*Steffany Botchar is a local mom who wrote this raw account after experiencing a miscarriage with her first pregnancy, and bravely volunteered to share it on our blog.
The piece of jewelry I never wanted. An August birth flower necklace, to commemorate the baby that will never be.
I was about a week late by the time I took the test. I only knew I was pregnant for 7 days. Not long enough to hear the heartbeat, but just long enough to watch the next 18 years flash by. I foolishly wondered how people could wait so long to share the news with their friends and loved ones - I was so excited. I did the math and learned we would be in our 13th week, and able to announce it, in the beginning of October. This felt like a lifetime to wait, yet the due date, April 5th, seemed like it would be here in no time - I only had 8 months to get everything ready for this baby, but lucky for me, I’m a planner - so I immediately began preparing. I planned, and ordered baby books, I read positive pregnant affirmations, I dreamed, I wished, I researched, I took my prenatals, I began booking doctors appointments and researching midwives. For 7 days, I smiled, beaming so very proudly, holding my hands ever so lovingly below my belly button.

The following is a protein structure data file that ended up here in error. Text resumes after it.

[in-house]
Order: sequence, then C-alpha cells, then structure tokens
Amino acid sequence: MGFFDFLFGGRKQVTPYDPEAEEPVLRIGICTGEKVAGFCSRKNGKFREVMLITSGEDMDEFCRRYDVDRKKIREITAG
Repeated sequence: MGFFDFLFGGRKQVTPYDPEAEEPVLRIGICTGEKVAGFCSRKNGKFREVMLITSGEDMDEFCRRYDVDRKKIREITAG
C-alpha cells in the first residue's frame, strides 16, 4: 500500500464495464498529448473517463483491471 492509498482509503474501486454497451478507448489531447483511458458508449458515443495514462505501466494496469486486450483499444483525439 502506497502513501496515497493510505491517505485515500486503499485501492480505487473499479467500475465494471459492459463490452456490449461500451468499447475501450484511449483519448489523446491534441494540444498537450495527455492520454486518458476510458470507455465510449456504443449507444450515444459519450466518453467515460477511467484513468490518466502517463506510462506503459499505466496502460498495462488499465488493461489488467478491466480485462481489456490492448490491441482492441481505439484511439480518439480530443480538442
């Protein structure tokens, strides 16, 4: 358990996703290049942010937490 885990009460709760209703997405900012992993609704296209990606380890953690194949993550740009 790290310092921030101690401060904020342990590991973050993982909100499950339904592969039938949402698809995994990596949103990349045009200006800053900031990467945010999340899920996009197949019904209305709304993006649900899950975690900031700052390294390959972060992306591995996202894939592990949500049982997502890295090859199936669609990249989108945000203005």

Over the first few days, I continued to peek at the positive pregnancy tests, which made me more and more giddy every time I looked at them. They were the only external, tangible evidence I had that I was pregnant, validating what I already felt - I was pregnant! But, I knew I was pregnant before I took the test. I could feel it, not physically, but emotionally, almost spiritually - and when I saw the positive sign, I was instantly in love with this little being, no bigger than a vanilla bean seed. I took 7 pregnancy tests the day I found out. Each time another test confirmed, I would get more and more excited, but it didn’t feel real until I read that word on the the digital test. The same type of test that confirmed my worst fears 8 days later and brought my last 7 days of bliss to a soul-crushing halt. When I used to think of miscarriage, I believed it to be more of an “event”. Like, it happens, and then it’s over in a matter of minutes or couple of hours, and the healing begins. I understand that every woman miscarries differently, however, mine lasted days and I was not prepared for that. Heavy painful cramping, severe back pain, and heavy bleeding, serving as the visual reminder that my pregnancy was over - as if the physical and emotional pain wasn’t enough. Every time I went to the washroom I was hit with the sobering truth that I was unable to deny. I began to resent going to the washroom because I simply didn’t want to see it. I so desperately wanted to wish it away, because “miracles happen everyday” and “some women still go on to experience healthy pregnancies after a bit of cramping and blood”. In my case, however, the pain and bleeding didn’t stop, and a pregnancy test two days later revealed that there will be no miracle this time around. So now, aside from those two pregnancy tests I kept, this pain that I’m in is the only other reminder that my pregnancy was real - it’s all I have left of my baby. I couldn’t even bring myself to take a pain killer - I wanted to feel everything. I wanted the physical pain to match my emotional pain. I felt as if I deserved to feel it, as a type of punishment for not being able to keep this baby alive. Excruciating guilt, pain, and hatred for my own body began to envelope me. I felt as if my body had betrayed me. I felt as though I had been robbed. Robbed of the fact that I will never get to meet this baby, or kiss their tiny toes. Robbed of the happiness and carefree joy that I won’t experience in my future pregnancies - for, how will I be able to enjoy my next pregnancy knowing that it could end so suddenly? Why did all of our friends get to celebrate their pregnancies, and continue to celebrate until the baby was born, and after? Why don’t I get to do that? Will this happen again? Is there something wrong with me? Will I even be able to carry children? What if its worse next time and I miscarry later on? Will I be able to cope? Will it absolutely destroy me? What about my marriage - will it be able to handle another devastating loss? I began unsubscribing from emails, deleting pregnancy apps, and all the lists I’d started of must-have baby items. I read a post from a woman in my April 2020 babies Facebook group saying she was miscarrying and that she wished everyone well. A second woman responded that the same thing happened to her. I was the third woman to chime in and say that I was also experiencing a miscarriage. We received an outpouring of support from these mamas-to-be, but I was instantly so jealous of them. Just 24 hours ago I was just like them, pregnant and due in April. I removed myself from the Facebook group. I answered the door the next day to a delivery of a second baby book I had ordered. I rescheduled all personal plans and work appointments. I laid on the couch for 5 days and cried reading through miscarriage blog, after blog. I struggled trying to talk to my husband and articulate exactly what it was that I needed from him. He is a fixer, and I didn’t need to be fixed - I needed to feel, and grieve and come to terms with the fact that every hope and dream I’d had in the last 7 days, was ending. “It will be perfect”, I had said to my husband, “a baby born in April means that I’m not super pregnant in the winter” I was happy that I may not need to buy a maternity winter jacket for the cold Calgary winters. “it won’t be too cold for the baby to go outside, and it will be old enough to go outside in the summer, and maybe wear sunscreen, and go in the water! We will actually be able to go outside and do things”. These are just silly things to think about - maybe it was all too good to be true. That moment of hope was fleeting. That glimpse of my future was simply that - a glimpse, that will not become my reality this time around.